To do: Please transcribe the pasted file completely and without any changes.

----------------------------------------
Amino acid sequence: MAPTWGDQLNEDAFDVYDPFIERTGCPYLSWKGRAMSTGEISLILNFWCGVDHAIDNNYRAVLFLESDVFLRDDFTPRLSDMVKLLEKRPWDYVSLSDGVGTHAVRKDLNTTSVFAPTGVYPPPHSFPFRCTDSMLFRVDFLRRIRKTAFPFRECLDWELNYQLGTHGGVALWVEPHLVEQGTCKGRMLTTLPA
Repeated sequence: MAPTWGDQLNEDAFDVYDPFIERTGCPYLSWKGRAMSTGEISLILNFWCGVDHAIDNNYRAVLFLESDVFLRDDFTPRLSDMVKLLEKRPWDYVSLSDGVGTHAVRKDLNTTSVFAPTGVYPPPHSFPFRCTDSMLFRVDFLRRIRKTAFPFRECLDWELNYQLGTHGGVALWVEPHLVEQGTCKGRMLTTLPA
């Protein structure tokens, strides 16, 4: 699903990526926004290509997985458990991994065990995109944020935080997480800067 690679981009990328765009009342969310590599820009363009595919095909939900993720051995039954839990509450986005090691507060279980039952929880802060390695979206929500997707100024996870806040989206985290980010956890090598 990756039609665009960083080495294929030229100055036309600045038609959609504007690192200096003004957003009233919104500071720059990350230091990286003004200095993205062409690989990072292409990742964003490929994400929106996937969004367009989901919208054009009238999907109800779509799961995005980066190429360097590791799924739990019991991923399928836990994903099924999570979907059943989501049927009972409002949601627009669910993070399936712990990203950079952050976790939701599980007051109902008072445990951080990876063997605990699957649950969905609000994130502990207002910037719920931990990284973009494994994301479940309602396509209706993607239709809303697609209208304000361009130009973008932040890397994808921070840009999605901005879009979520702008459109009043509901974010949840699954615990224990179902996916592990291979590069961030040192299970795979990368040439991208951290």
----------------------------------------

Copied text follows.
Amino acid sequence: MAPTWGDQLNEDAFDVYDPFIERTGCPYLSWKGRAMSTGEISLILNFWCGVDHAIDNNYRAVLFLESDVFLRDDFTPRLSDMVKLLEKRPWDYVSLSDGVGTHAVRKDLNTTSVFAPTGVYPPPHSFPFRCTDSMLFRVDFLRRIRKTAFPFRECLDWELNYQLGTHGGVALWVEPHLVEQGTCKGRMLTTLPA
Repeated sequence: MAPTWGDQLNEDAFDVYDPFIERTGCPYLSWKGRAMSTGEISLILNFWCGVDHAIDNNYRAVLFLESDVFLRDDFTPRLSDMVKLLEKRPWDYVSLSDGVGTHAVRKDLNTTSVFAPTGVYPPPHSFPFRCTDSMLFRVDFLRRIRKTAFPFRECLDWELNYQLGTHGGVALWVEPHLVEQGTCKGRMLTTLPA
């Protein structure tokens, strides 16, 4: 699903990526926004290509997985458990991994065990995109944020935080997480800067 690679981009990328765009009342969310590599820009363009595919095909939900993720051995039954839990509450986005090691507060279980039952929880802060390695979206929500997707100024996870806040989206985290980010956890090598 990756039609665009960083080495294929030229100055036309600045038609959609504007690192200096003004957003009233919104500071720059990350230091990286003004200095993205062409690989990072292409990742964003490929994400929106996937969004367009989901919208054009009238999907109800779509799961995005980066190429360097590791799924739990019991991923399928836990994903099924999570979907059943989501049927009972409002949601627009669910993070399936712990990203950079952050976790939701599980007051109902008072445990951080990876063997605990699957649950969905609000994130502990207002910037719920931990990284973009494994994301479940309602396509209706993607239709809303697609209208304000361009130009973008932040890397994808921070840009999605901005879009979520702008459109009043509901974010949840699954615990224990179902996916592990291979590069961030040192299970795979990368040439991208951290």